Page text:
Illuminating compartmentalized metabolism
The cell is a highly complex environment with numerous processes occurring in a micron-sized environment. How does the cell organize essential processes like metabolism and signaling to coordinate function and fate?
The cell closely coordinates processes through compartmentation, allowing for signal specificity, localized activity, and modulation of metabolic flux. But how does this compartmentation occur? What are mechanisms for compartmentation of metabolic processes? How does metabolic disease perturb compartmentation?
Organization of metabolic proteins, metabolites, and related signaling networks can be achieved through compartmentalization of cellular processes in or around organelles, within protein complexes, and in molecular gradients to provide specificity and fine-tuning of cell activities. The Schmitt Lab focuses on identifying mechanisms for subcellular compartmentation of metabolic processes, including signaling networks regulating metabolism and metabolite compartmentation.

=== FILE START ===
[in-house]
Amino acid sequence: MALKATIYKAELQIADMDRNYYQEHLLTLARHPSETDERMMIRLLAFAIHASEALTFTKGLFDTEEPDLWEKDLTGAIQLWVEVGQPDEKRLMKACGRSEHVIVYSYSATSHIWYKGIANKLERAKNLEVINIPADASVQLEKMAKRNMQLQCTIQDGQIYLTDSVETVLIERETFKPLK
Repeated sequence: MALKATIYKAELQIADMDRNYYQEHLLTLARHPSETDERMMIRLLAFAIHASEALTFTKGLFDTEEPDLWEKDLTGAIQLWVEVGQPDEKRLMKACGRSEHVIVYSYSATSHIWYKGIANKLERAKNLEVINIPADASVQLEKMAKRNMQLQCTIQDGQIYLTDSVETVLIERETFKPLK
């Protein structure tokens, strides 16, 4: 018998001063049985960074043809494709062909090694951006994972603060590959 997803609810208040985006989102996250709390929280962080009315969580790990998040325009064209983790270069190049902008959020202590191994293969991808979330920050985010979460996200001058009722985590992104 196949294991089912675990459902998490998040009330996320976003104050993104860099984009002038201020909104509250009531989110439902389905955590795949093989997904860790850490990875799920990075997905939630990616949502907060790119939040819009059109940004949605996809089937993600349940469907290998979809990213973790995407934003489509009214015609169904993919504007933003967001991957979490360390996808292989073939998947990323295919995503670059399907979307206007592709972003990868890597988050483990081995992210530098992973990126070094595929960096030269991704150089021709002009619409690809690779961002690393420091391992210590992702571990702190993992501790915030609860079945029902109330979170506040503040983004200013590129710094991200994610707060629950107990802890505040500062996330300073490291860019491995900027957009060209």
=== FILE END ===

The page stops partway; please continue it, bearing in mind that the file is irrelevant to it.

The Schmitt Lab develops genetically encoded fluorescence microscopy-based tools to study cellular activity in single cells in real time. These molecular tools provide high spatial and temporal resolution of cellular behavior.
We develop and use biosensors for quantitative imaging to (1) study kinase signaling networks which regulate metabolic processes and (2) interrogate flux of molecules like amino acids and metabolites in real time in single cells. We can study dynamic biochemical processes in real-time, at the single-cell level, with high spatial and temporal resolution, thus illuminating biochemistry in native environments.
We focus on answering questions surrounding how compartmentation of metabolic processes is achieved, and how metabolic diseases, like cancer and inborn errors of metabolism, perturb this compartmentation.